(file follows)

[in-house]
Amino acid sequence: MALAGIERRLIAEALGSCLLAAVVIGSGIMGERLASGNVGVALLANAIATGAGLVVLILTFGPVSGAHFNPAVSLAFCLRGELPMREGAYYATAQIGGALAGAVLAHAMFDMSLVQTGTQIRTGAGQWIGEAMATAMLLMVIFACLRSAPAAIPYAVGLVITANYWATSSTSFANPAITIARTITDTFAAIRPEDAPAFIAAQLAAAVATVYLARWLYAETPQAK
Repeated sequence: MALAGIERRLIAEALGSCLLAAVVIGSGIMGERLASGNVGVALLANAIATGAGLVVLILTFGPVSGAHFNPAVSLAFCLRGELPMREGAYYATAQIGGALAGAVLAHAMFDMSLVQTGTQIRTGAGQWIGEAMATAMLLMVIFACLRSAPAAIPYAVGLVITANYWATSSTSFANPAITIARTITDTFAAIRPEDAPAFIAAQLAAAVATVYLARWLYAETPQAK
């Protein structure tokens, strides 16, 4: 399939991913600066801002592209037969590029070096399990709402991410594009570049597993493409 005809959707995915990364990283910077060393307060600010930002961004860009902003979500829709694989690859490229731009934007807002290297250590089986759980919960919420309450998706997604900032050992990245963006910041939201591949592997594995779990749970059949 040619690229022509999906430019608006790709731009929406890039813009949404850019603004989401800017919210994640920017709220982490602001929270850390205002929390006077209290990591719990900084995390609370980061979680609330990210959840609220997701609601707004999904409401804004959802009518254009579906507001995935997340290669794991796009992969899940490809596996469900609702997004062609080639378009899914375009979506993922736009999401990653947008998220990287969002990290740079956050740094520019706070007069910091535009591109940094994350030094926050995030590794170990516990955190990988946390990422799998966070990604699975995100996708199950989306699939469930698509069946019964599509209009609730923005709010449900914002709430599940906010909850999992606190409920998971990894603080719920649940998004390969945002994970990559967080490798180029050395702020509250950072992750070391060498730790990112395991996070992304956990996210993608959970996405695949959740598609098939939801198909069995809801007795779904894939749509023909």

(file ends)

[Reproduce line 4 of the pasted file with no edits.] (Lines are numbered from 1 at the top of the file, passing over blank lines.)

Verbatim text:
């Protein structure tokens, strides 16, 4: 399939991913600066801002592209037969590029070096399990709402991410594009570049597993493409 005809959707995915990364990283910077060393307060600010930002961004860009902003979500829709694989690859490229731009934007807002290297250590089986759980919960919420309450998706997604900032050992990245963006910041939201591949592997594995779990749970059949 040619690229022509999906430019608006790709731009929406890039813009949404850019603004989401800017919210994640920017709220982490602001929270850390205002929390006077209290990591719990900084995390609370980061979680609330990210959840609220997701609601707004999904409401804004959802009518254009579906507001995935997340290669794991796009992969899940490809596996469900609702997004062609080639378009899914375009979506993922736009999401990653947008998220990287969002990290740079956050740094520019706070007069910091535009591109940094994350030094926050995030590794170990516990955190990988946390990422799998966070990604699975995100996708199950989306699939469930698509069946019964599509209009609730923005709010449900914002709430599940906010909850999992606190409920998971990894603080719920649940998004390969945002994970990559967080490798180029050395702020509250950072992750070391060498730790990112395991996070992304956990996210993608959970996405695949959740598609098939939801198909069995809801007795779904894939749509023909």